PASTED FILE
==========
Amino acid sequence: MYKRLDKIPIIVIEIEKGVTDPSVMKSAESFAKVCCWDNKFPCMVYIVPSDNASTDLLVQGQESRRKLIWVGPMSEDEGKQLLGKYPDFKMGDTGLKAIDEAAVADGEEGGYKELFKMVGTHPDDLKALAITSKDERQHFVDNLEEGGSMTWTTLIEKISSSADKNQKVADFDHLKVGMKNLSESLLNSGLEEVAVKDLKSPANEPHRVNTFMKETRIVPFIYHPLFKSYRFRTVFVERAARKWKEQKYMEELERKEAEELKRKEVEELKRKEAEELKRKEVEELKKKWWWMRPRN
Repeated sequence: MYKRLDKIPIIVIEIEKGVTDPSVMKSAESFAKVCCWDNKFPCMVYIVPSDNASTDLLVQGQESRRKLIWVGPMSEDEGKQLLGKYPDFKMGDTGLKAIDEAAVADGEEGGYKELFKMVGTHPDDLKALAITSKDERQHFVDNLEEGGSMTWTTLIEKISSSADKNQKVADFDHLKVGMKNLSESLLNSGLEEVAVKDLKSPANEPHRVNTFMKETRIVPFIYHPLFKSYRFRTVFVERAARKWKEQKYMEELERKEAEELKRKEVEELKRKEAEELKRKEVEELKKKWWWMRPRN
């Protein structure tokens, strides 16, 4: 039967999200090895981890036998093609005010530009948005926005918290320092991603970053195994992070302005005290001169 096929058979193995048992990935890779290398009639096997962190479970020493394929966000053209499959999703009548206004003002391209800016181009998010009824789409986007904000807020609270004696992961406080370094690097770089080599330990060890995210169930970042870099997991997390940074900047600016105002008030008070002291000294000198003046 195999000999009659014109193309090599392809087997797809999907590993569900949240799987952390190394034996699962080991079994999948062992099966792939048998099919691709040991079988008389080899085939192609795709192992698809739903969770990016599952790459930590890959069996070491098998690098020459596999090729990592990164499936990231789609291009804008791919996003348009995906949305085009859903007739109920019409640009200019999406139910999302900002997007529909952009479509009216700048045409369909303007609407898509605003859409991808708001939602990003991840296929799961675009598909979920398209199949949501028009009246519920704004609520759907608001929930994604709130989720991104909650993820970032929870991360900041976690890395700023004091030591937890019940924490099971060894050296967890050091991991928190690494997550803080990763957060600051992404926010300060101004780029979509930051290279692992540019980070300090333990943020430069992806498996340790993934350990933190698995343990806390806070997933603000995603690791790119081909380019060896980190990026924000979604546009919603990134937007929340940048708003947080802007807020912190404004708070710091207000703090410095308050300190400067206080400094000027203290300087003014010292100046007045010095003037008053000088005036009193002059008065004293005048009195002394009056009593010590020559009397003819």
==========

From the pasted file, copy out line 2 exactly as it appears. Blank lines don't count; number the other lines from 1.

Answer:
Repeated sequence: MYKRLDKIPIIVIEIEKGVTDPSVMKSAESFAKVCCWDNKFPCMVYIVPSDNASTDLLVQGQESRRKLIWVGPMSEDEGKQLLGKYPDFKMGDTGLKAIDEAAVADGEEGGYKELFKMVGTHPDDLKALAITSKDERQHFVDNLEEGGSMTWTTLIEKISSSADKNQKVADFDHLKVGMKNLSESLLNSGLEEVAVKDLKSPANEPHRVNTFMKETRIVPFIYHPLFKSYRFRTVFVERAARKWKEQKYMEELERKEAEELKRKEVEELKRKEAEELKRKEVEELKKKWWWMRPRN